In the place desired

C. Martins comes over to serve our table in a café in San Diego, California. I met Cláudia in Brazil four years ago, and I tell my friends about the life she leads in the United States, getting only three hours sleep a day, working at the café until late at night and then as a baby-sitter during the whole day.

“I don’t know how she can stand it,” someone says.

“There is a Buddhist tale about a turtle,” says an Argentinian at our table. “The turtle is moving through a swamp, covered in mud, when it passes in front of a temple. There it sees a turtle shell, all covered in gold and precious stones.

“I don’t envy you, old friend,” thought the turtle. “You’re covered in jewels, but I’m doing what I want to.”

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Intercultural dialogue

UN News Centre: Why are you so committed to intercultural dialogue… with your readers and through your work with the UN?

Paulo Coelho:
It is because of my personal history. I lived in a dictatorship in Brazil and I was arrested three times. I felt in my flesh what it is to live under such a regime and experience deprivation of freedom.
When I realized my books were being read around the world – currently over 180 millions copies have been sold, and each book is read by an average of three people – I felt if I can share stories that touch the hearts of so many different people, then I can in some way collaborate to make improvements in this world. Each of those readers has a different background, from Iran, Israel, Iraq, Kurdistan, South Africa…but there is still a cultural bridge.

I think all people have the same question. At the end of the day we are all asking this classic and common question: what am I doing here?
Probably we don’t have the same answer. But if we have the same question, we can understand each other.

Culture makes people understand each other better. And if they understand each other better in their soul, it is easier to overcome the economic and political barriers. But first they have to understand that their neighbours are, in the end, just like them, with the same problems, the same questions. People have to understand that their neighbours are not different even if they have a different religion, different sociological background.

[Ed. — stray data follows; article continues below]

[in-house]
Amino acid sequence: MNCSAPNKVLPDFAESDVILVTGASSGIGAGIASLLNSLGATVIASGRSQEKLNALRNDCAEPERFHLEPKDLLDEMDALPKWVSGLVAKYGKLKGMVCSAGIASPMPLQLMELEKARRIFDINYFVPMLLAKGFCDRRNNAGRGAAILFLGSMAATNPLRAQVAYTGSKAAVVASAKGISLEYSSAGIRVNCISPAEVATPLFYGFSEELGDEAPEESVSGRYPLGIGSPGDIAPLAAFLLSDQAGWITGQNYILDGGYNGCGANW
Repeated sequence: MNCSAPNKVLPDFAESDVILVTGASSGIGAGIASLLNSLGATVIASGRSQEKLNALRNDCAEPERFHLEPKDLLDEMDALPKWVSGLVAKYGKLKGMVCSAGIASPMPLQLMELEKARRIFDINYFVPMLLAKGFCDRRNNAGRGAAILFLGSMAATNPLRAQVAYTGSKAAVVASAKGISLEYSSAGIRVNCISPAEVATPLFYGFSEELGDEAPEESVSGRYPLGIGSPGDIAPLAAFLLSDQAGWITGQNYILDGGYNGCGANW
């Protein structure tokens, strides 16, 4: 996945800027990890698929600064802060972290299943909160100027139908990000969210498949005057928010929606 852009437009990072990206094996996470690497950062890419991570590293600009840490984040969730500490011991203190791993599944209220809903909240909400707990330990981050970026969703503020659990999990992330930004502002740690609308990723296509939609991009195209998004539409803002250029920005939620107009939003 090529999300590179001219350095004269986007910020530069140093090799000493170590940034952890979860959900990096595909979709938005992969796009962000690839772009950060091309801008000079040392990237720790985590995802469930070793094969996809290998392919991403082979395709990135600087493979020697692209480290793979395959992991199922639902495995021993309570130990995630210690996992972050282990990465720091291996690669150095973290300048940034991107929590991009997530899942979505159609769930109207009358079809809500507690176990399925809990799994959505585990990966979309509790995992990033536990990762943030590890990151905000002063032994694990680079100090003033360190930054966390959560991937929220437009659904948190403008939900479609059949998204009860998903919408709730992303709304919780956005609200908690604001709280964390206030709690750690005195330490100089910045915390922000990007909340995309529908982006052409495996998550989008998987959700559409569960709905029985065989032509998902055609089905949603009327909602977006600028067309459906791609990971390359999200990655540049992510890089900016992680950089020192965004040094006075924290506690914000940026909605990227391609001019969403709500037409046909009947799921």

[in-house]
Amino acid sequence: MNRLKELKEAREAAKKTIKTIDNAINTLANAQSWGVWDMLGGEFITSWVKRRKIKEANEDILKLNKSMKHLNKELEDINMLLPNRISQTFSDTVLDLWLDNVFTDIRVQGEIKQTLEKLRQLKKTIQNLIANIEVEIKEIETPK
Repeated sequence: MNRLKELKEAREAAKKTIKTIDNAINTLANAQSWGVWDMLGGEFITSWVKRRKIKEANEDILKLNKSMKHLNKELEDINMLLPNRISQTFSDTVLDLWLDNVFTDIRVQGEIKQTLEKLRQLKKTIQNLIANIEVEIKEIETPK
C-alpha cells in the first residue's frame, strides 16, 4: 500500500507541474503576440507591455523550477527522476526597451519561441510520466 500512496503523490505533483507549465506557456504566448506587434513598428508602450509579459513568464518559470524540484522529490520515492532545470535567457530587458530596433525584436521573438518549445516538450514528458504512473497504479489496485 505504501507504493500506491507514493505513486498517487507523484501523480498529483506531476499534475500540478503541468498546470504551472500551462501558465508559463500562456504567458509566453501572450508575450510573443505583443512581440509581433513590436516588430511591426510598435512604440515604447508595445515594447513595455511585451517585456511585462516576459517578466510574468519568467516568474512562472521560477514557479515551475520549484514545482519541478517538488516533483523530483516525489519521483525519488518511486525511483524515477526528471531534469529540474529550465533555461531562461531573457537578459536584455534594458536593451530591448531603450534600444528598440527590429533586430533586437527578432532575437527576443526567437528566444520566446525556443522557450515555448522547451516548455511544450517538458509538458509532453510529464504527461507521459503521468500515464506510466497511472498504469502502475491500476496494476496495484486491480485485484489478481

At this moment, I don’t see too much hope in political dialogue. But I see a lot of hope in cultural dialogue.

On the Jewish Day of Pardon

On the day of Yom Kippur, Rabbi Elimelekh of Lisensk took his disciples to a bricklayer’s workshop.
“Notice how this man behaves,” he said. “Because he manages to communicate well with the Lord.”

Without noticing that he was being observed, the bricklayer ended his work and went to the window. He took two pieces of paper from his pocket and raised them to the sky, saying:

“Lord, on one paper I have written the list of my sins. I have erred and there is no reason for me to hide that I offended You several times.
“But on the other paper is the list of Your sins towards me. You have demanded of me more than what is necessary, brought me difficult moments, and made me suffer.

“If we compare the two lists, You are in debt towards me. But since today is the Day of Pardon, You pardon me, I pardon You, and we shall continue on our path together for another year.”

12 steps to fulfillment

When Joseph Campbell, today’s most famous scholar of mythology (and author of the excellent “The Power of Myth”) created the expression “follow your blessing,” he was reflecting an idea that seems to be very appropriate right now. In “The Alchemist,” this same idea is called “Personal Legend.”

Alan Cohen, a therapist who lives in Hawaii, is also working on this theme. He says that in his lectures he asks those who are dissatisfied with their work and seventy-five percent of the audience raise their hands. Cohen has created a system of twelve steps to help people to rediscover their “blessing” (he is a follower of Campbell):

1] Tell yourself the truth:
draw two columns on a sheet of paper and in the left column write down what you would love to do. Then write down on the other side everything you’re doing without any enthusiasm. Write as if nobody were ever going to read what is there, don’t censure or judge your answers.

2] Start slowly, but start: call your travel agent, look for something that fits your budget; go and see the movie that you’ve been putting off; buy the book that you’ve been wanting to buy. Be generous to yourself and you’ll see that even these small steps will make you feel more alive.

3] Stop slowly, but stop:
some things use up all your energy. Do you really need to go that committee meeting? Do you need to help those who do not want to be helped? Does your boss have the right to demand that in addition to your work you have to go to all the same parties that he goes to? When you stop doing what you’re not interested in doing, you’ll realize that you were making more demands of yourself than others were really asking.

4] Discover your small talents: what do your friends tell you that you do well? What do you do with relish, even if it’s not perfectly well done? These small talents are hidden messages of your large occult talents.

5] Begin to choose:
if something gives you pleasure, don’t hesitate. If you’re in doubt, close your eyes, imagine that you’ve made decision A and see all that it will bring you. Now do the same with decision B. The decision that makes you feel more connected to life is the right one – even if it’s not the easiest to make.